Fiona: How did you come up with the title?

My sons were Mexican folkloric dancers, and I loosely based the brothers in the novel on them.  Dance is an important theme in The Dance Trilogy, the first three books of THE TOME TRILOGY OF TRILOGIES.

    Fiona: Is there a message in your novel that you want readers to grasp?

The book is rather complex and has a number of messages throughout.  A central theme is the relationship of the brothers, being there for each other.  But they must overcome sibling issues along with their own self-doubts, ultimately becoming stronger themselves as well.  Books are obviously an important theme, and my reverence for the written word is a thread that binds all of the tomes together.

   Fiona: How much of the book is realistic?  Are experiences based on someone you know, or events in your own life?

DANCE OF THE CHUPACABRAS encompasses not only traits borrowed from my sons, I put some aspects of myself into the character of their mother.  Then there is the Mexican history tied in, as well as details from the performance background of my sons, things like that.  There is a real setting, the Baja California desert, which I have turned into a magical realm I call Zone Zero.  It lies along a latitude where some of the most extreme points on Earth exist, such as the Himalayan Mountains and the Marianas Trench.

    Fiona: What books have most influenced your life?

I have to go way back to the first book I loved, “Where The Wild Things Are” by Maurice Sendak.  What a story!  It had monsters and a kid with plenty of imagination.  I was enthralled by Washington Irving’s “The Legend Of Sleepy Hollow”.  Well, my love of rhyme began even earlier than these, with Mother Goose.  Then, in Fifth Grade I read Mary Shelley’s FRANKENSTEIN, OR THE MODERN PROMETHEUS, and wow!  I wept for the monster.  There are so many tales I loved as a child, including THE WIND IN THE WILLOWS and a book series called ALFRED HITCHCOCK AND THE THREE INVESTIGATORS.  But Lewis Carroll’s ALICE IN WONDERLAND and THROUGH THE LOOKING-GLASS were very very special too.  As an adult, I started reading Stephen King and Dean Koontz and knew I wanted to write Horror.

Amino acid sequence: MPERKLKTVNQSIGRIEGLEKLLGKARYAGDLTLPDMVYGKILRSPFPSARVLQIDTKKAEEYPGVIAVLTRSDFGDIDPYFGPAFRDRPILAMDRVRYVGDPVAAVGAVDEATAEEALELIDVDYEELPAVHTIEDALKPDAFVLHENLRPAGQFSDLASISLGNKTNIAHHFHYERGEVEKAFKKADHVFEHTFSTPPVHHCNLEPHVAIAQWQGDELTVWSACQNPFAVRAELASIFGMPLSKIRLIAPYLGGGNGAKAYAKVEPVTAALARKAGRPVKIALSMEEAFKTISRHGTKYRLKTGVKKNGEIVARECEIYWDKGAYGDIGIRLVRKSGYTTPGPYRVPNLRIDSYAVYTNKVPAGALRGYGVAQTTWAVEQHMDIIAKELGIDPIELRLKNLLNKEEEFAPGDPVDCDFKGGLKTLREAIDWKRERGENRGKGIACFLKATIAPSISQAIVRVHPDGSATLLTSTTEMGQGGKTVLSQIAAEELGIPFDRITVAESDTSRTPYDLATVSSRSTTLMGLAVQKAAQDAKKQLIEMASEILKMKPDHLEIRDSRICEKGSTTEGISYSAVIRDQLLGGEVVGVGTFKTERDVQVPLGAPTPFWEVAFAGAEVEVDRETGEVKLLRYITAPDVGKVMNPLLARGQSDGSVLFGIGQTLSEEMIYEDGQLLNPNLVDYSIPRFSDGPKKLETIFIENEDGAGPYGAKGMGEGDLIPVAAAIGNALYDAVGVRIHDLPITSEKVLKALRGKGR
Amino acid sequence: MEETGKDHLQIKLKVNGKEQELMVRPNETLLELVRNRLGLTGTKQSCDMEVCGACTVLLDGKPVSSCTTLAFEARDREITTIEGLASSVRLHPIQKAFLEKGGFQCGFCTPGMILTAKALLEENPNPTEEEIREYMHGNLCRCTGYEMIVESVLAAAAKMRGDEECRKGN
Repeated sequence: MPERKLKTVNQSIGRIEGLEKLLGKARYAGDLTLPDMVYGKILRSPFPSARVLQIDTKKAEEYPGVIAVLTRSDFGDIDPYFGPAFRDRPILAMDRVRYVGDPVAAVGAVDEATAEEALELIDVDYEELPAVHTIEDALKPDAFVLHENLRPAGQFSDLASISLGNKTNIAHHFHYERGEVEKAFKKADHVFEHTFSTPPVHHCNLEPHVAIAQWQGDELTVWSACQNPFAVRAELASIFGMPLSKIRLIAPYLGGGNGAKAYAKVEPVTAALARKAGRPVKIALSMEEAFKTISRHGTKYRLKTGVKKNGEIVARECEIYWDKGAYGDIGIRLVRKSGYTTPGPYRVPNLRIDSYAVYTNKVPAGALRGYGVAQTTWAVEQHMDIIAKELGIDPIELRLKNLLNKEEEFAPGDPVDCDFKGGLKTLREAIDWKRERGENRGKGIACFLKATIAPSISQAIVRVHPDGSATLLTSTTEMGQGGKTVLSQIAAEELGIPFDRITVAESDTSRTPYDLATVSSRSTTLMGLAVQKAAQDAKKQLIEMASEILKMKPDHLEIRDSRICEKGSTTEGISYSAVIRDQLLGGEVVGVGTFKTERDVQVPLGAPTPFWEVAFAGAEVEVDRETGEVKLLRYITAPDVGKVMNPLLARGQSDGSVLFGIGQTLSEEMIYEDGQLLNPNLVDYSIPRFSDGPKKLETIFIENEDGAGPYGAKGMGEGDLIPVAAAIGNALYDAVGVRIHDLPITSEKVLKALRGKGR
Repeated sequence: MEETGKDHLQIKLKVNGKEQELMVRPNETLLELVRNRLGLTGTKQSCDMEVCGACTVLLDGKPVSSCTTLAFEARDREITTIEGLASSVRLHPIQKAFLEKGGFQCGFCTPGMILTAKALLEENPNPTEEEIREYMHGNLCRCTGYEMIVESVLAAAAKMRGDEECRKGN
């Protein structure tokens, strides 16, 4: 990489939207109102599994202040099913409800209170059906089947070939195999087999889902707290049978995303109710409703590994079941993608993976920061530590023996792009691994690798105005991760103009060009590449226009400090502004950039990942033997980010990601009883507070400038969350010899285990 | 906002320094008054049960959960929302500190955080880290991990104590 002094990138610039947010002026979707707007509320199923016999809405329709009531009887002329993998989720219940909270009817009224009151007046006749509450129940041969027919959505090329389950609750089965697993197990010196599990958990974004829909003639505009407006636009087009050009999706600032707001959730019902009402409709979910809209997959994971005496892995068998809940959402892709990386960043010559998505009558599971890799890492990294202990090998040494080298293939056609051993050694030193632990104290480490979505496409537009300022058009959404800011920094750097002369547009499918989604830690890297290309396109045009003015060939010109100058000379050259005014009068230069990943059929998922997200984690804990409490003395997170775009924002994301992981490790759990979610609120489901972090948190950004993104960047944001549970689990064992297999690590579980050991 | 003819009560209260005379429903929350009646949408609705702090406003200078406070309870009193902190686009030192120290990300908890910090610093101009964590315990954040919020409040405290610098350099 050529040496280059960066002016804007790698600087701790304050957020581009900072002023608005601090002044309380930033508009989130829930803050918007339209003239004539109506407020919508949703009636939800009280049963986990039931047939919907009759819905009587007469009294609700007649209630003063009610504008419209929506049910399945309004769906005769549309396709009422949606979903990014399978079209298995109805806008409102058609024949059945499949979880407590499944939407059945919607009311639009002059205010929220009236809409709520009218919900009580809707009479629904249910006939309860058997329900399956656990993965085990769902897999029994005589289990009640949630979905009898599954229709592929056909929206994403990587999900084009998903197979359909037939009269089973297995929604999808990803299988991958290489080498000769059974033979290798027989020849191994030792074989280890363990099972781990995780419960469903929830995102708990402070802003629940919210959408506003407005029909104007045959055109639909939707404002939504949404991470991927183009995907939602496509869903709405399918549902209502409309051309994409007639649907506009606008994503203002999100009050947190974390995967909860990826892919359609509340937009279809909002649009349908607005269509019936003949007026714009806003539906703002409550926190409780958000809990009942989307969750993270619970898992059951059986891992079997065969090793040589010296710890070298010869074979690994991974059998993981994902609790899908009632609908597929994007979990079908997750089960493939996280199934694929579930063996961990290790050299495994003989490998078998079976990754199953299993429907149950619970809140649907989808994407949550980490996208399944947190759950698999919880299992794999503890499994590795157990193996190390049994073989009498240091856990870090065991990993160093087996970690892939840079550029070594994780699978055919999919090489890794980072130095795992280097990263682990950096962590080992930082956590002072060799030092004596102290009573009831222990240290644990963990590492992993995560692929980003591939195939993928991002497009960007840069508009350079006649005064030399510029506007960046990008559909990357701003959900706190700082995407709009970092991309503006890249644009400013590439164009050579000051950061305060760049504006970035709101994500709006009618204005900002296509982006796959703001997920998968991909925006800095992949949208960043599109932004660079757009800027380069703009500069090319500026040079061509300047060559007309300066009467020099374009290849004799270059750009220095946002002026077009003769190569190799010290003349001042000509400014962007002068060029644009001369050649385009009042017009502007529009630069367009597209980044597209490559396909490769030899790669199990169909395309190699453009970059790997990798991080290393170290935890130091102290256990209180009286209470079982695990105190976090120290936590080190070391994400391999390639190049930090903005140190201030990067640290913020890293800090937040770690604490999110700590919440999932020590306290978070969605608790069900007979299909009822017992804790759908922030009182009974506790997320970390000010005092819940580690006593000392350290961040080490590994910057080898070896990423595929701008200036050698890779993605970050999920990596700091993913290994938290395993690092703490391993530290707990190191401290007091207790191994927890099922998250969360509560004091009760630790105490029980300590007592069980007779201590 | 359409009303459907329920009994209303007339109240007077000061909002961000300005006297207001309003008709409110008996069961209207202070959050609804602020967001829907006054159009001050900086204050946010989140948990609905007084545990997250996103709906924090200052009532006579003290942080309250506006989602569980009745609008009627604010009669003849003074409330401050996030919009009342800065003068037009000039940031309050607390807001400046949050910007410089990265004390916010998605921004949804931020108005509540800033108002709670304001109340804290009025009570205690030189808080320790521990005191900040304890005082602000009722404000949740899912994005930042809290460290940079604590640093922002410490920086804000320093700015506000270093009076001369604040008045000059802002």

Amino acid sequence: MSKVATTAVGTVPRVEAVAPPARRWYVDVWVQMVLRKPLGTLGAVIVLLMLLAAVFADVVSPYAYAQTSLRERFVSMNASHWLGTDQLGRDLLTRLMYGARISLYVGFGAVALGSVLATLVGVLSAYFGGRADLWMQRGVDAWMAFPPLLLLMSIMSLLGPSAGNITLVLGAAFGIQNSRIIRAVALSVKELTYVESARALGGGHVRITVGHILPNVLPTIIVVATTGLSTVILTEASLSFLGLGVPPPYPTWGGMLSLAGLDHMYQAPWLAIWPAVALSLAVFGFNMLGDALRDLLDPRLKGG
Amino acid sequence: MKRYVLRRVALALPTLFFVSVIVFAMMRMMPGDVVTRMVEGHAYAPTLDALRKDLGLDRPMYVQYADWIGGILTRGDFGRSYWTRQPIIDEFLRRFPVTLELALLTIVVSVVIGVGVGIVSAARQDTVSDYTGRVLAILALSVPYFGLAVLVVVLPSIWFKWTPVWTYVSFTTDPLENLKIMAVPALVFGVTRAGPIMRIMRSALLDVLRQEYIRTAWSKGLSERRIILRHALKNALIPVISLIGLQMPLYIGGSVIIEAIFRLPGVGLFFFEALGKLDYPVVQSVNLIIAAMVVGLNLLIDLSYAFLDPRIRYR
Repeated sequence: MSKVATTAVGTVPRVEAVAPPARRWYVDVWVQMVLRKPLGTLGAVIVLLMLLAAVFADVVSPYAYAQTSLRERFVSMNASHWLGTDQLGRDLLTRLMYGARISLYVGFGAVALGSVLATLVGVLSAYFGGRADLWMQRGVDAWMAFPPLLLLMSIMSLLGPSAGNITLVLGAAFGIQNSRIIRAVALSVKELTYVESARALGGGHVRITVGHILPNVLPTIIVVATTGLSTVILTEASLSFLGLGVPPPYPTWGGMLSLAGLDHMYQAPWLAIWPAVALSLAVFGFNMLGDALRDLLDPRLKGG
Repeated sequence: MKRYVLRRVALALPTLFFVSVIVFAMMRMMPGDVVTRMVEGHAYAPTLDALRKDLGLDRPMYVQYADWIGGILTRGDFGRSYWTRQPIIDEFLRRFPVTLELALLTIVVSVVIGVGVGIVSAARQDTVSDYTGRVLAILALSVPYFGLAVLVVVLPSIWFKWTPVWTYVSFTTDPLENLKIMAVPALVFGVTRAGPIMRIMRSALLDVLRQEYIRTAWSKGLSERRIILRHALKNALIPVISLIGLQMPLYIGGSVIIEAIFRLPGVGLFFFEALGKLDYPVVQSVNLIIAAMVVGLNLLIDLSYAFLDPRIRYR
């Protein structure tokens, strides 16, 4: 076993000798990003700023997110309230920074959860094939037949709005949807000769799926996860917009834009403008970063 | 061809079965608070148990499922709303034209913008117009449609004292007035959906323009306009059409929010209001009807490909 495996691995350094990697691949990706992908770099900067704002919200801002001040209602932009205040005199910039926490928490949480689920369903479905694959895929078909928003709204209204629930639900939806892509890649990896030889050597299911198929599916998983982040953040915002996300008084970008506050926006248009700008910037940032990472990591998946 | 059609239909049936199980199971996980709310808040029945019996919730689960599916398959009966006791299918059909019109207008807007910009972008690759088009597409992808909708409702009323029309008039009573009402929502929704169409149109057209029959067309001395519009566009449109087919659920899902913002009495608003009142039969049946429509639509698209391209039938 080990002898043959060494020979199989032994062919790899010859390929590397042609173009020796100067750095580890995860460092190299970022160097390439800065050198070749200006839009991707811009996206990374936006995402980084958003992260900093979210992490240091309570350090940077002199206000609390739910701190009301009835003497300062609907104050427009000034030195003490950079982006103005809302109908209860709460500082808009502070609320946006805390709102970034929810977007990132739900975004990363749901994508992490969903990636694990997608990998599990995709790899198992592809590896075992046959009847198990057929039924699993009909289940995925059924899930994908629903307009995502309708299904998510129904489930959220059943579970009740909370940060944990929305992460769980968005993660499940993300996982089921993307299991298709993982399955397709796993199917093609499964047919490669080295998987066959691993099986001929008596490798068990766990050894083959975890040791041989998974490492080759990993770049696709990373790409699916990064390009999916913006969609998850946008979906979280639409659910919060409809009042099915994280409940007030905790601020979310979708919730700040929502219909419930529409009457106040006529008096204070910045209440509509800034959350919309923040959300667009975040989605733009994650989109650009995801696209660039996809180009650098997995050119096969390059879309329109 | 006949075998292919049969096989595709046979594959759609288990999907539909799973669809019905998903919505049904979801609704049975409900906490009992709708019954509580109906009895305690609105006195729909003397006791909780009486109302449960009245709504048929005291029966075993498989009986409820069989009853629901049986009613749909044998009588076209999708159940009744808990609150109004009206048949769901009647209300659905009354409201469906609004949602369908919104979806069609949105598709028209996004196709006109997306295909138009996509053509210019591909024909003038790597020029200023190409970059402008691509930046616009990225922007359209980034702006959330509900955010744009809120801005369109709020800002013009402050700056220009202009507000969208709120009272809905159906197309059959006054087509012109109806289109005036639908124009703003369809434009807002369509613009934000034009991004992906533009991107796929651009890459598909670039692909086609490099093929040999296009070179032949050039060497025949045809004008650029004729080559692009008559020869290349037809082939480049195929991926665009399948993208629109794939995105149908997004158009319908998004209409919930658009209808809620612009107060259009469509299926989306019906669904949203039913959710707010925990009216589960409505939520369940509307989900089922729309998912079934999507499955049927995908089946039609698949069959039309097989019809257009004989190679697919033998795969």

Fiona: If you had to choose, which writer would you consider a mentor?

I guess Shakespeare.  He invented so many words and wrote with such beauty and poetry, as well as depth and wisdom.  His works define the concept of classic.  They are positively brilliant!  I still can’t believe he wrote so well and prolifically with the old quill-and-ink method!  As much as I rewrite, it was tough enough back in the days of the typewriter.

    Fiona: What book are you reading now?

I was reading THE TALISMAN by Stephen King and Peter Straub.  It’s been pushed aside indefinitely, and I’ve mainly had time for an occasional short story these days.

    Fiona: Are there any new authors that have grasped your interest?

Yes, various indie authors and a lady who published a number of novels with major companies but has since joined the ranks of us independents, Billie Sue Mosiman.  I greatly admire the work of Jerry W. McKinney.  There are others I plan to read including Ruth Barrett, T.W. Brown, Trent Zelazny, Jeffrey Kosh, Lisa Lane, Jaime Johnesee, Christine Sutton and more.  I recently enjoyed a story by Anthony Servante, and a poet I respect is Phibby Venable.  Excellent nonfiction authors I’ve read are Geri Small-Graham, Lynn C. Tolson and Angela Shelton.